Harnessing the grit of the grass
A Red River Valley Co-op Power business member is using native landscaping to improve the ecology of the prairie.
Blaine Keller joined the Marines after graduating high school in Grand Forks, N.D. A child of the Air Force, he knew the military was an opportunity to serve and see more of the world. When it was time to come back to the Midwest for college, he planted himself in an entirely new field – natural resources.
The outdoor kid was getting back to his roots, trading foreign lands for native prairies.
“My favorite native grass is the little bluestem, because of the fall color. It turns red,” he said in the warm calm of a greenhouse just south of Minnesota’s Buffalo State Park.
Keller is the site lead for the Glyndon outpost of MNL, an ecological restoration and native landscaping company. The mission of the organization is simple: positively impact the environment through innovative, natural means. But MNL’s methods are multifold, including producing native grasses and wildflowers for land restoration, creating pollinator habitats, performing multifaceted restoration construction work, responsibly managing unwanted vegetation growth (sometimes with goats and sheep), implementing prescribed fires, and mitigating damage to wetlands and streambanks.
In the rural service territory of Red River Valley Co-op Power (RRVCP), work like MNL’s is vital.
“We’re one of the most cultivated areas in the world, here in the breadbasket,” noted RRVCP CEO Rich Whitcomb. “MNL’s Glyndon site is actually farming, but it’s doing native farming of plants that have been here thousands of years. They’re harvesting it, and they’re using it to restore native prairies here in Minnesota and North Dakota.”
“Less than 4% of the native tallgrass prairie still exists in the U.S. today,” Keller said. He further described MNL’s goal of 10 20 30, through which they aim to positively impact 10 million acres by the year 2030. “That doesn’t mean we’re going to touch 10 million acres, but between us and our partners, those are the impacts that could be made upstream and downstream. If we touch one piece of land, it affects the land around it.”
The production of native grasses and wildflowers is a key specialty of the Glyndon site, one of four locations in Minnesota. Keller and his team oversee 500 acres, popping with a rainbow of colors from blanket flower, yarrow, verbena stricta, Echinacea and common ox-eye. The native plantings are harvested by machine or by hand, cleaned, determined to be wheat-free, sold to other vendors and customers, and used in MNL’s own restoration projects.
Native plants have deep roots that help stabilize soil in erodible, droughty or flood-prone areas. They withstand the harsh northern climate well, having evolved through four-season years dating back to pre-settlement times. Native grasses and flowers also act as nature’s clean-up crew.
“That deep-rooted vegetation captures a lot of carbon dioxide (CO2). It does a lot of transpiration and pulls a lot of CO2 out of the air. Deeper roots do more work,” Keller said. “It’s a big deal for carbon sequestration, as well as sedimentation and chemical runoff. The water goes in and gets filtered through the root system, it will clean that surface water, and recharge groundwater as a clean product.”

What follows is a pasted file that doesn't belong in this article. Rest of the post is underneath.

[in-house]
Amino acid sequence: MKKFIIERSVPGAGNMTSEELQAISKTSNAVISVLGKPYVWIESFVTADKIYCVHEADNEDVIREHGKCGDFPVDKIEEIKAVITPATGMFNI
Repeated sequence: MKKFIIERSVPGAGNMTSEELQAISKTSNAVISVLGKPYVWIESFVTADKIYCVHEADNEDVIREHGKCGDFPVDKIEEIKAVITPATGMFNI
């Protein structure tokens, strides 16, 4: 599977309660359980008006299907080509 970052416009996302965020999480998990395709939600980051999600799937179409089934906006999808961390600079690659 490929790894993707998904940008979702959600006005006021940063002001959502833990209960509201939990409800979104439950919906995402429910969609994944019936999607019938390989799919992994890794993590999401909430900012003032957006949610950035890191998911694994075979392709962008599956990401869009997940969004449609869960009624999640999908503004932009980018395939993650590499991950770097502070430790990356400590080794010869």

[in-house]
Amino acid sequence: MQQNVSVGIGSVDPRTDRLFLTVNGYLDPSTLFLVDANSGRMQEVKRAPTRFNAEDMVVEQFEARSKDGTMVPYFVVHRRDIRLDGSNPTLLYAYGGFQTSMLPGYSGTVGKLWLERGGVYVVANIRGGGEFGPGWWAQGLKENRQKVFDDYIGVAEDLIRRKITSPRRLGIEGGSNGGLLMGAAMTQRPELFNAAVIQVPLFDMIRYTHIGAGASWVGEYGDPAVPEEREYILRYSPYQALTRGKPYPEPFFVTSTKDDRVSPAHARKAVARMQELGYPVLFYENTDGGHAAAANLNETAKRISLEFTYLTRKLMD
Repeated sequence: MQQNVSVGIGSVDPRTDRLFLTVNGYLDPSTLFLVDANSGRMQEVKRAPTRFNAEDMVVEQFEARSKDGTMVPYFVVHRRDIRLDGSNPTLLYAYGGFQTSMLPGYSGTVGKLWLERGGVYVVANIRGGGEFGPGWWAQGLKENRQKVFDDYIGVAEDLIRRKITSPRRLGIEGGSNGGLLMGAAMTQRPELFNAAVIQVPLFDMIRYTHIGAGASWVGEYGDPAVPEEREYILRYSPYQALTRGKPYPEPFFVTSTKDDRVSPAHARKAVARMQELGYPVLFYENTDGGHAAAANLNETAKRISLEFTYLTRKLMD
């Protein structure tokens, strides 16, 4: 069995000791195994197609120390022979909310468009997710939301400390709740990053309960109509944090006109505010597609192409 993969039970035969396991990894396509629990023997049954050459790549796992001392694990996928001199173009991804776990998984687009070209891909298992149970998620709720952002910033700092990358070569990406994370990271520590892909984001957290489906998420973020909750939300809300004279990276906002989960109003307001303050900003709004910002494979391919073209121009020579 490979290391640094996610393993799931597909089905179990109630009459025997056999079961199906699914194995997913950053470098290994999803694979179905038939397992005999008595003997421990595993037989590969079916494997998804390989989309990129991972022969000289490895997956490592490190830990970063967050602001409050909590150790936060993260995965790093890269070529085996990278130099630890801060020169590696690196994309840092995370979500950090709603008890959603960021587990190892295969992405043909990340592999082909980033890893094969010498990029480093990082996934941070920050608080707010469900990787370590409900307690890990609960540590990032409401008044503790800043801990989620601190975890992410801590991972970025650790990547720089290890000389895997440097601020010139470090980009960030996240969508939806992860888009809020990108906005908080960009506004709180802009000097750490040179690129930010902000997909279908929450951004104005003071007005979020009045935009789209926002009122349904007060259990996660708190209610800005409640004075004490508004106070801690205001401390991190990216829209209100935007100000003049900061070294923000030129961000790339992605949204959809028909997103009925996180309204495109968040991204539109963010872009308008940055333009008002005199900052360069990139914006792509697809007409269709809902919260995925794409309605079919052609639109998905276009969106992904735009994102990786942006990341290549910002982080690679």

Partners in planting
MNL’s work doesn’t only impact private landowners on lakeshores and large companies with a lot of acreage to maintain. MNL partners with entities across the map, whether they’re seeking the ecological benefits or simply trying to follow permit codes.
“There are so many good people who support what we do for different reasons,” Keller said. He referenced a project collaboration in which one partner sought natural native landscaping while the other hoped for cleared, green recreation space. “We found a compatible use design, so it helps everybody involved. There is less land to mow for recreation, and we could add native features along the bike paths. That’s the great part about it.”
MNL also works with electricity providers like RRVCP and Minnkota Power Cooperative, who have a history of respect for the lands they use and serve. From eco-friendly vegetation management around power lines to the reclamation of coal mine regions, MNL is called in to help support the values shared between the organizations.
“Utilities provide something that’s greatly needed, and to mitigate that work, we can go back and bring the land back to something that may be better than when we started,” Keller said. “We’re doing our part to perpetuate environmental stewardship.”
One could say Blaine Keller likes to find balance in his world. People may know him as a courageous and tough-skinned Marine, but he recognizes that preserving the Minnesota he loves sometimes takes a light touch.
“I like to show people that just because you’re a conservative person doesn’t mean you can’t be concerned about the environment. There’s too much pressure put on that,” he said. “The main thing is just talking to people and making connections.”
MAIN IMAGE: MNL's Blaine Keller stands amidst one of several fields of native flowers grown and harvested by the MNL team near Glyndon.